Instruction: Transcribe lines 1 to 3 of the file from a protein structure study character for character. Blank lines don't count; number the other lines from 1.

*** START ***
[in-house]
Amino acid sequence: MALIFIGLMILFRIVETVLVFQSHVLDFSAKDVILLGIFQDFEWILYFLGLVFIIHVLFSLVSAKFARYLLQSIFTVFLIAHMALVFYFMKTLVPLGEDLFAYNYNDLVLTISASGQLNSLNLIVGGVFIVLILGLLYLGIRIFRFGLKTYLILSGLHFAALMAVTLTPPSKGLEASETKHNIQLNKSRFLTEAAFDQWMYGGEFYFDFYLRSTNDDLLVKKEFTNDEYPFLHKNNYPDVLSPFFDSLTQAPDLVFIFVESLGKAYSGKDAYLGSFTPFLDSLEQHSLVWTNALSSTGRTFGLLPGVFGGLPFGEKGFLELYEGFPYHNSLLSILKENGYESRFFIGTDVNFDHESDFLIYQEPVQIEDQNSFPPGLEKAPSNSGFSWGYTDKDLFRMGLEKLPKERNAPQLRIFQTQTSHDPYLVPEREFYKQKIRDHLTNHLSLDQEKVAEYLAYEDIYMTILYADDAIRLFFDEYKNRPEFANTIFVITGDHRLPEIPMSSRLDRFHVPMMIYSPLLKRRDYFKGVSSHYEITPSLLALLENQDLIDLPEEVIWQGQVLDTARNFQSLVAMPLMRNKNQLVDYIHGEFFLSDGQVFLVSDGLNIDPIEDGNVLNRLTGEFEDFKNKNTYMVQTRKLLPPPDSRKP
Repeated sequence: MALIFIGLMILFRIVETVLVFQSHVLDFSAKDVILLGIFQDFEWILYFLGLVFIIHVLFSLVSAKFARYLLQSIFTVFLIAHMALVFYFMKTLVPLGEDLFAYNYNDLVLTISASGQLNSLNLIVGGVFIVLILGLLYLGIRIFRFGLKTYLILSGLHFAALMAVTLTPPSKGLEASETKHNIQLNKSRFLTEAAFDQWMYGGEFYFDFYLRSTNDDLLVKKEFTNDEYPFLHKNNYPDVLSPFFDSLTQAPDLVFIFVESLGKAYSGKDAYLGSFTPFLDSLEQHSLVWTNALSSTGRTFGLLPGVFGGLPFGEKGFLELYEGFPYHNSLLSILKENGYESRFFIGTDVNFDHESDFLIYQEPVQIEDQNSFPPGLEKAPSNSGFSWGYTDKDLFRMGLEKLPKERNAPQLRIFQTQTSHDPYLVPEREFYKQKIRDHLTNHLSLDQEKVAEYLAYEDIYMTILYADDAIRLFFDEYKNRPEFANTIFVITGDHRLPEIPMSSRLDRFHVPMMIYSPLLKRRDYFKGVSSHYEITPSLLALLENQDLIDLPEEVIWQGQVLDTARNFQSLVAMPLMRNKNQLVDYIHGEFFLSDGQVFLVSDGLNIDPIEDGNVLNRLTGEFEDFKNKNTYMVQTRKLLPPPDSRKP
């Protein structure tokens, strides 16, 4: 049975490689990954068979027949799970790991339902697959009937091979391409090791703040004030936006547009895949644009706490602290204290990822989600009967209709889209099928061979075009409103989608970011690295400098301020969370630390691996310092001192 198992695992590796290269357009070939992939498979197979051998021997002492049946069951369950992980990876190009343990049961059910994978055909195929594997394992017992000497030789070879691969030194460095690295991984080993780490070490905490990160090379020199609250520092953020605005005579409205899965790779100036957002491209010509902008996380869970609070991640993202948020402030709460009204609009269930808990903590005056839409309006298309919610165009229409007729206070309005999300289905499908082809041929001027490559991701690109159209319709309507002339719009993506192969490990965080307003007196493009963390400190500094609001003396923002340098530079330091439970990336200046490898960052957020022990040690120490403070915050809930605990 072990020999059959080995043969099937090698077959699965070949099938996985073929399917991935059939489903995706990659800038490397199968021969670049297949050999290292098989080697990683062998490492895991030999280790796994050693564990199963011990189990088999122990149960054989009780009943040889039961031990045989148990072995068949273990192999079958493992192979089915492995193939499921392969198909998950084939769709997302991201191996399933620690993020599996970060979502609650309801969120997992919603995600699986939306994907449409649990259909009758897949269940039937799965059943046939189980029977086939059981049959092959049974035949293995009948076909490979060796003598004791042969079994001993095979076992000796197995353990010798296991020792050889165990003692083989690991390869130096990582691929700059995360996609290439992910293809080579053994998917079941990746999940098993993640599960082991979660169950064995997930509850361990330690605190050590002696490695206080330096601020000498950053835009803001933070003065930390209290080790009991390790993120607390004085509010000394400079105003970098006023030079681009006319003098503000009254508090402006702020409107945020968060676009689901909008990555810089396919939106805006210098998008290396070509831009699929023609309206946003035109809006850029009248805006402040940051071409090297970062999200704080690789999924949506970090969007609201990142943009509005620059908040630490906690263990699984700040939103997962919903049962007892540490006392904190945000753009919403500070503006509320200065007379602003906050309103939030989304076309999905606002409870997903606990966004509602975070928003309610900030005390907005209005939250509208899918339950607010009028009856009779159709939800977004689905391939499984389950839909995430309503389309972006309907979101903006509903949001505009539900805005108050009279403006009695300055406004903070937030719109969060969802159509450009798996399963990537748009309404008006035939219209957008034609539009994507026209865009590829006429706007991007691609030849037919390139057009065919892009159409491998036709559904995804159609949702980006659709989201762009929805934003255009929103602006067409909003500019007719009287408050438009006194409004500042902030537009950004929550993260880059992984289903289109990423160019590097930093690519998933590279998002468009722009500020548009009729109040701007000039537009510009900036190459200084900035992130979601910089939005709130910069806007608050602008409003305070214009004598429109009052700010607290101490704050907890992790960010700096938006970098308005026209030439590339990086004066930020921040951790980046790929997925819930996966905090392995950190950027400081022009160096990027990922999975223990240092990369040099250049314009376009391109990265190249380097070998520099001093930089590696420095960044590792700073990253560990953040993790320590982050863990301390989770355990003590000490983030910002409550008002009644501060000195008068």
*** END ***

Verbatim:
[in-house]
Amino acid sequence: MALIFIGLMILFRIVETVLVFQSHVLDFSAKDVILLGIFQDFEWILYFLGLVFIIHVLFSLVSAKFARYLLQSIFTVFLIAHMALVFYFMKTLVPLGEDLFAYNYNDLVLTISASGQLNSLNLIVGGVFIVLILGLLYLGIRIFRFGLKTYLILSGLHFAALMAVTLTPPSKGLEASETKHNIQLNKSRFLTEAAFDQWMYGGEFYFDFYLRSTNDDLLVKKEFTNDEYPFLHKNNYPDVLSPFFDSLTQAPDLVFIFVESLGKAYSGKDAYLGSFTPFLDSLEQHSLVWTNALSSTGRTFGLLPGVFGGLPFGEKGFLELYEGFPYHNSLLSILKENGYESRFFIGTDVNFDHESDFLIYQEPVQIEDQNSFPPGLEKAPSNSGFSWGYTDKDLFRMGLEKLPKERNAPQLRIFQTQTSHDPYLVPEREFYKQKIRDHLTNHLSLDQEKVAEYLAYEDIYMTILYADDAIRLFFDEYKNRPEFANTIFVITGDHRLPEIPMSSRLDRFHVPMMIYSPLLKRRDYFKGVSSHYEITPSLLALLENQDLIDLPEEVIWQGQVLDTARNFQSLVAMPLMRNKNQLVDYIHGEFFLSDGQVFLVSDGLNIDPIEDGNVLNRLTGEFEDFKNKNTYMVQTRKLLPPPDSRKP
Repeated sequence: MALIFIGLMILFRIVETVLVFQSHVLDFSAKDVILLGIFQDFEWILYFLGLVFIIHVLFSLVSAKFARYLLQSIFTVFLIAHMALVFYFMKTLVPLGEDLFAYNYNDLVLTISASGQLNSLNLIVGGVFIVLILGLLYLGIRIFRFGLKTYLILSGLHFAALMAVTLTPPSKGLEASETKHNIQLNKSRFLTEAAFDQWMYGGEFYFDFYLRSTNDDLLVKKEFTNDEYPFLHKNNYPDVLSPFFDSLTQAPDLVFIFVESLGKAYSGKDAYLGSFTPFLDSLEQHSLVWTNALSSTGRTFGLLPGVFGGLPFGEKGFLELYEGFPYHNSLLSILKENGYESRFFIGTDVNFDHESDFLIYQEPVQIEDQNSFPPGLEKAPSNSGFSWGYTDKDLFRMGLEKLPKERNAPQLRIFQTQTSHDPYLVPEREFYKQKIRDHLTNHLSLDQEKVAEYLAYEDIYMTILYADDAIRLFFDEYKNRPEFANTIFVITGDHRLPEIPMSSRLDRFHVPMMIYSPLLKRRDYFKGVSSHYEITPSLLALLENQDLIDLPEEVIWQGQVLDTARNFQSLVAMPLMRNKNQLVDYIHGEFFLSDGQVFLVSDGLNIDPIEDGNVLNRLTGEFEDFKNKNTYMVQTRKLLPPPDSRKP